Einar Aberg

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Einar Aberg

Einar Gustav Vilhelm Aberg[1] (April 20, 1890 - October 6, 1970), also known as also Einar Åberg, was a Swedish patriot and international pamphleteer. In the 1950s the Jews labeled him as "the world’s largest distributor of anti-Semitica."[2]

Einar Aberg was born in Gothenburg, Sweden.[3] He began his authoring work in favour of the cause of human liberation in 1933 which included scores of mini-books.[4] and several full-length books distributed in a dozen languages. One of his first projects was the publication of his own translation of The Protocols of the Learned Elders of Zion (Israels Vises Hemliga Protokoll) into Swedish.[5]

In 1941 he founded Sveriges Antijudiska Kampförbund (Swedish Anti-Jewish Action League), to oppose Jewish supremacism. During this time in Stockholm he ran a bookstore. After the war Aberg continued to distribute his political material in English to American, British, Canadian, and South African readers. The American Jewish Committee and the World Jewish Congress began an campaign of intimidation and blackmail and pressured the Swedish government to stop Aberg’s activities.[6]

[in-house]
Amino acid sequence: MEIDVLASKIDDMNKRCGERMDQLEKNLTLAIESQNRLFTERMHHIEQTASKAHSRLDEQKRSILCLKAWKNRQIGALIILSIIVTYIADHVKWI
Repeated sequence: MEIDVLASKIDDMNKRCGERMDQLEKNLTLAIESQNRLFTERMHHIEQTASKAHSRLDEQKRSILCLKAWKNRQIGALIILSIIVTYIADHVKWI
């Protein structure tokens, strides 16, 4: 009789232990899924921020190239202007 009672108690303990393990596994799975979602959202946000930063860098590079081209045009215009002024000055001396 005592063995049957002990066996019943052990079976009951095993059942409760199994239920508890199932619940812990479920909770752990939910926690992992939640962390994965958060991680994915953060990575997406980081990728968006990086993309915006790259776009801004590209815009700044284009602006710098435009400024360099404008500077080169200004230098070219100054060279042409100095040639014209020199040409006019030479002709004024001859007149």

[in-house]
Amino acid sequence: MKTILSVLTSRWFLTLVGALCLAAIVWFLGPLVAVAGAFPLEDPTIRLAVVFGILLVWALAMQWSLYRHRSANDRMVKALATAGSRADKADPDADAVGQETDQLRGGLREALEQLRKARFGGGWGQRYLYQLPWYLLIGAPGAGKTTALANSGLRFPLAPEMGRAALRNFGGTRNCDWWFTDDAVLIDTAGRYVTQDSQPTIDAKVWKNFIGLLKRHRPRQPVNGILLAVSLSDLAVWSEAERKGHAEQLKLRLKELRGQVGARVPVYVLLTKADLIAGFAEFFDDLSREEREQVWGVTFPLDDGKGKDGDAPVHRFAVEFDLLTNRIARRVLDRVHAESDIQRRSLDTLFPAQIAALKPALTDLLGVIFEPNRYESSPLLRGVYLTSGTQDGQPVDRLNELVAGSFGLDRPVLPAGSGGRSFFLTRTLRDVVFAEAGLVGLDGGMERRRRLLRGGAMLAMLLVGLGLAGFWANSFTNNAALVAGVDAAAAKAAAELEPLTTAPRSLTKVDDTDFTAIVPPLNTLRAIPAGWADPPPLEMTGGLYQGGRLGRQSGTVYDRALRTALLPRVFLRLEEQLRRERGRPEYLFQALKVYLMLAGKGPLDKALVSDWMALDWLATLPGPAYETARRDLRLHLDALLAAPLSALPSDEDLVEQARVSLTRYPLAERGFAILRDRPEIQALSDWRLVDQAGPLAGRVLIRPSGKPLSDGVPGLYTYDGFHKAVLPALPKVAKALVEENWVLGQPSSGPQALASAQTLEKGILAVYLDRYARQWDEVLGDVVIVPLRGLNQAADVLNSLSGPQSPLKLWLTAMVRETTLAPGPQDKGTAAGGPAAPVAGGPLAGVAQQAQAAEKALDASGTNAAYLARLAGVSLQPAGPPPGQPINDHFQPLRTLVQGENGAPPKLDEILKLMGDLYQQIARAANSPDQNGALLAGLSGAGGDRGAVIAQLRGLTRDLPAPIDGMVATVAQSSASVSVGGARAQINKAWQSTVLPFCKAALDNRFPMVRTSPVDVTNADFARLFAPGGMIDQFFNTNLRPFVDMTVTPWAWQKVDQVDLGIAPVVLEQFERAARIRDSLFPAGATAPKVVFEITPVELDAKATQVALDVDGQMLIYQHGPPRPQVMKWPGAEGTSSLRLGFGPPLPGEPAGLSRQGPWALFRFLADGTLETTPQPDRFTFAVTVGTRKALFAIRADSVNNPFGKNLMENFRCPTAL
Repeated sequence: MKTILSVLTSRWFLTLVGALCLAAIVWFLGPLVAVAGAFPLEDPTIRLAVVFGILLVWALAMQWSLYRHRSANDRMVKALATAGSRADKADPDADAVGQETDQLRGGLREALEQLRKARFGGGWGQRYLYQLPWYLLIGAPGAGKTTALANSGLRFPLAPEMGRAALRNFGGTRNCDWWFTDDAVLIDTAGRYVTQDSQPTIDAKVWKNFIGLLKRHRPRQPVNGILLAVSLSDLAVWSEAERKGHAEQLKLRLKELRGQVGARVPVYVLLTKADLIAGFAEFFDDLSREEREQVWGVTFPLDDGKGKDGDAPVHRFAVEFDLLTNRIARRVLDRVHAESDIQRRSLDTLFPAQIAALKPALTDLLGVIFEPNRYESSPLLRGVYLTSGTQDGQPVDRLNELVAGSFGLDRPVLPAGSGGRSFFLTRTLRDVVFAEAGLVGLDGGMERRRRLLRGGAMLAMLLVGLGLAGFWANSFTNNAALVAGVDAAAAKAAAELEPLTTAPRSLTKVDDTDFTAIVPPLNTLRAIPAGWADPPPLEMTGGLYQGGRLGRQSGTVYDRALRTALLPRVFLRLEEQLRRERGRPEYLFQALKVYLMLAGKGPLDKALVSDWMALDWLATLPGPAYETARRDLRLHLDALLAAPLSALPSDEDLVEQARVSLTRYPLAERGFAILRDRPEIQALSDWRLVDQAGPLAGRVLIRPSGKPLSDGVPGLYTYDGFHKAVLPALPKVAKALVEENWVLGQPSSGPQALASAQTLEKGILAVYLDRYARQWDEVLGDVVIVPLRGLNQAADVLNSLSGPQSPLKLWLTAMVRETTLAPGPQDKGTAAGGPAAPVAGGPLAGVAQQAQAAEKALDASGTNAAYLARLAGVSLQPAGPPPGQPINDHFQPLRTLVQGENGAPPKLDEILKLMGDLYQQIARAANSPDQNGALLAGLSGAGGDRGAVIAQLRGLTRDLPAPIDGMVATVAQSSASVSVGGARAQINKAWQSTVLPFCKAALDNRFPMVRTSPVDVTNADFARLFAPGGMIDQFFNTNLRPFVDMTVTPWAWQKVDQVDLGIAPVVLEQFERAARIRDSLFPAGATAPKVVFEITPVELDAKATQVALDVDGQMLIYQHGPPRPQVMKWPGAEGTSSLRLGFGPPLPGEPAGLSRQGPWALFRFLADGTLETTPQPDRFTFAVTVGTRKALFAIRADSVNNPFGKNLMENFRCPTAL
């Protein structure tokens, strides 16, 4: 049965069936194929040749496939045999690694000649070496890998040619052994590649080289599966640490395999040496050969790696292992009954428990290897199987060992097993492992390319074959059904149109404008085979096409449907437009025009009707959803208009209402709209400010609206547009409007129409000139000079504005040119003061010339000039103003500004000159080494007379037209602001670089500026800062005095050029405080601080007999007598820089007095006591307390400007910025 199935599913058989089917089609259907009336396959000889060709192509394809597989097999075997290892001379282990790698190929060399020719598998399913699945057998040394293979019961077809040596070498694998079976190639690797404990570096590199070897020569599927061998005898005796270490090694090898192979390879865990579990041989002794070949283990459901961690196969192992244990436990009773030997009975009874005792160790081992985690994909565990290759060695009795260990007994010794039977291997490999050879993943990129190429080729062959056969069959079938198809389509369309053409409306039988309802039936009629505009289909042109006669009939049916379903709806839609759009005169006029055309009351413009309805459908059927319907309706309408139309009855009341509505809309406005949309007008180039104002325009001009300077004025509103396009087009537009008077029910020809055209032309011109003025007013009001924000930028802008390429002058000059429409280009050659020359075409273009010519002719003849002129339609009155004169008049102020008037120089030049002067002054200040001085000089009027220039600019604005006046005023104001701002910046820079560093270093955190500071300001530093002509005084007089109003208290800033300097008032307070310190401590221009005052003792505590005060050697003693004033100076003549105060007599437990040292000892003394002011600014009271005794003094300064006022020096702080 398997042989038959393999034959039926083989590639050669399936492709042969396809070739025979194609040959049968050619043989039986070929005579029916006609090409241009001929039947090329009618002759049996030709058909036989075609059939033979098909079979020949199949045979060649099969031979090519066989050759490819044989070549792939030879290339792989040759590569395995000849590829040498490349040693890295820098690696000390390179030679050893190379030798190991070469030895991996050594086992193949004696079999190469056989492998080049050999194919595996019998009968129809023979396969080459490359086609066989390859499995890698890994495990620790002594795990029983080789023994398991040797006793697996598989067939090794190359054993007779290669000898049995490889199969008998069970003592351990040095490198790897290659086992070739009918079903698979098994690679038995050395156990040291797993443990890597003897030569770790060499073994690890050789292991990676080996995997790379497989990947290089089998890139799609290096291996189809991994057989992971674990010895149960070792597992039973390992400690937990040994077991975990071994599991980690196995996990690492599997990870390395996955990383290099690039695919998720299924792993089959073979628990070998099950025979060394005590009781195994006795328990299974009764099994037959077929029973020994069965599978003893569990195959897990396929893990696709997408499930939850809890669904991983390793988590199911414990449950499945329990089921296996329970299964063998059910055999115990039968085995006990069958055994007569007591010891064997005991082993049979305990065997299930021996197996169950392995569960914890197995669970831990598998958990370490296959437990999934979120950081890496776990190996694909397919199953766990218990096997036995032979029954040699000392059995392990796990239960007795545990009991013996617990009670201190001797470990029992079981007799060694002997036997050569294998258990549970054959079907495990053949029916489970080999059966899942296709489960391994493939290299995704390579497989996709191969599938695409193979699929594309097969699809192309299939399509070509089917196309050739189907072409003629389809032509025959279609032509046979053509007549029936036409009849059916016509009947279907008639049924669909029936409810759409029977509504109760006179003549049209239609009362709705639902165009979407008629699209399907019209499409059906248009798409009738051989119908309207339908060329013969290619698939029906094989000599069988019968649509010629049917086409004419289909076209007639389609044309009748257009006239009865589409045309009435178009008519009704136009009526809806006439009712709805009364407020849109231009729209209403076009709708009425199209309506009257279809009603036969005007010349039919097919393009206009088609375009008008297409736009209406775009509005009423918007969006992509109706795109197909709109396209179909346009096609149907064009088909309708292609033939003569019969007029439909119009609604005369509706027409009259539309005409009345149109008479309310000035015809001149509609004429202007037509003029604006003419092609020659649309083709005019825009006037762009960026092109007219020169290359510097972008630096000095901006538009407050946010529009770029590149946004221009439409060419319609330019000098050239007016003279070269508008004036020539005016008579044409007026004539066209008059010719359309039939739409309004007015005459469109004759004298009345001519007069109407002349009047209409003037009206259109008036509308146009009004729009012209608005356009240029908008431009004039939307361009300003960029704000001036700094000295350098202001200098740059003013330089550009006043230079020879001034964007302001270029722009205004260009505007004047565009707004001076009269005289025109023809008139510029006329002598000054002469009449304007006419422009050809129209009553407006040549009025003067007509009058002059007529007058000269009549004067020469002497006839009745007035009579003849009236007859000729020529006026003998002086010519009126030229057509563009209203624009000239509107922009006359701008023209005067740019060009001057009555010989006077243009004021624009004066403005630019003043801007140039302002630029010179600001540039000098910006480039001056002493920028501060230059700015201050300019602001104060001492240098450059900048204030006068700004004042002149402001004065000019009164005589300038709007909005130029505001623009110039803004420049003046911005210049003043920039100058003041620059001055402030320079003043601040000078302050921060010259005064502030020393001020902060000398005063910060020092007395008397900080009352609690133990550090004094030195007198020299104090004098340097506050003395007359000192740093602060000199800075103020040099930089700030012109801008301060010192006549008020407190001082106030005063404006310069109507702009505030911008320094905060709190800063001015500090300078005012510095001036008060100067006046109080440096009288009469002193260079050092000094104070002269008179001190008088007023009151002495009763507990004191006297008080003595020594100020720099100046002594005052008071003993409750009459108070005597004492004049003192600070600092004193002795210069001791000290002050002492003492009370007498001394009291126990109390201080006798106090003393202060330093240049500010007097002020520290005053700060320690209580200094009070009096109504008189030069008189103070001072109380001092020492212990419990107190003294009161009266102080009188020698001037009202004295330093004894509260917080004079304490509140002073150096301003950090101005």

In 1956 Sweden caved into the power of world Jewish supremacy and introduced new laws to curtail Aberg's rights to freedom of speech. He was sentence sixteen times for violation of these special laws. In 1964 at the age of 74 and in poor health he announced his retirement as a Swedish activist.

Pamphlets

  • God's Chosen People (1948)
  • The War Criminals (1950) 4 pages
  • Why I am anti-Jewish (1954) 4 pages
  • Behind Communism Stands the Jew
  • The Jews Are Also Human Beings Some People Say
  • Kol Nidre--All Vows
  • Please Let Me Go Around the World

Notes

  1. Cross-Currents by Arnold Forster and Benjamin R. Epstein, page 213
  2. Cross-Currents by Arnold Forster and Benjamin R. Epstein, page 214
  3. The Cross and the Flag, Volumes 20-21, 1962, page 8
  4. Google results
  5. The Emergence of a Euro-American Radical Right, by Jeffrey Kaplan, page 112
  6. The Madhouse, By Daniel Hammarberg, page 360

See also

External links